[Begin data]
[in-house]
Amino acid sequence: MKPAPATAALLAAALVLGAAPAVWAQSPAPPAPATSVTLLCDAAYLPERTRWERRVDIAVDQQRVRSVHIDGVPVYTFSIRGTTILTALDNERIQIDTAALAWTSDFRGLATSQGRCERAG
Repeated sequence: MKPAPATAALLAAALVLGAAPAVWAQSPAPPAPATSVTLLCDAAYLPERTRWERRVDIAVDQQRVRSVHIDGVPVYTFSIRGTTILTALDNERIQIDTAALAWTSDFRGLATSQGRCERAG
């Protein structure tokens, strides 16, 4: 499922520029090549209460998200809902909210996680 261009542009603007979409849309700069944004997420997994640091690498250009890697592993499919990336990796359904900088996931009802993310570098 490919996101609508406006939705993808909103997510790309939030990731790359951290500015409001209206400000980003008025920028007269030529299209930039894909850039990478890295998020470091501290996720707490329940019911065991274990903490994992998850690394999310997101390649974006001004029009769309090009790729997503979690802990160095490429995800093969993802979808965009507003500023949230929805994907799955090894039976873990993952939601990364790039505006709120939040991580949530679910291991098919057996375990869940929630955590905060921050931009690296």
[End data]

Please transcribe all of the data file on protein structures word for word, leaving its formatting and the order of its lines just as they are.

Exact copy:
[in-house]
Amino acid sequence: MKPAPATAALLAAALVLGAAPAVWAQSPAPPAPATSVTLLCDAAYLPERTRWERRVDIAVDQQRVRSVHIDGVPVYTFSIRGTTILTALDNERIQIDTAALAWTSDFRGLATSQGRCERAG
Repeated sequence: MKPAPATAALLAAALVLGAAPAVWAQSPAPPAPATSVTLLCDAAYLPERTRWERRVDIAVDQQRVRSVHIDGVPVYTFSIRGTTILTALDNERIQIDTAALAWTSDFRGLATSQGRCERAG
């Protein structure tokens, strides 16, 4: 499922520029090549209460998200809902909210996680 261009542009603007979409849309700069944004997420997994640091690498250009890697592993499919990336990796359904900088996931009802993310570098 490919996101609508406006939705993808909103997510790309939030990731790359951290500015409001209206400000980003008025920028007269030529299209930039894909850039990478890295998020470091501290996720707490329940019911065991274990903490994992998850690394999310997101390649974006001004029009769309090009790729997503979690802990160095490429995800093969993802979808965009507003500023949230929805994907799955090894039976873990993952939601990364790039505006709120939040991580949530679910291991098919057996375990869940929630955590905060921050931009690296």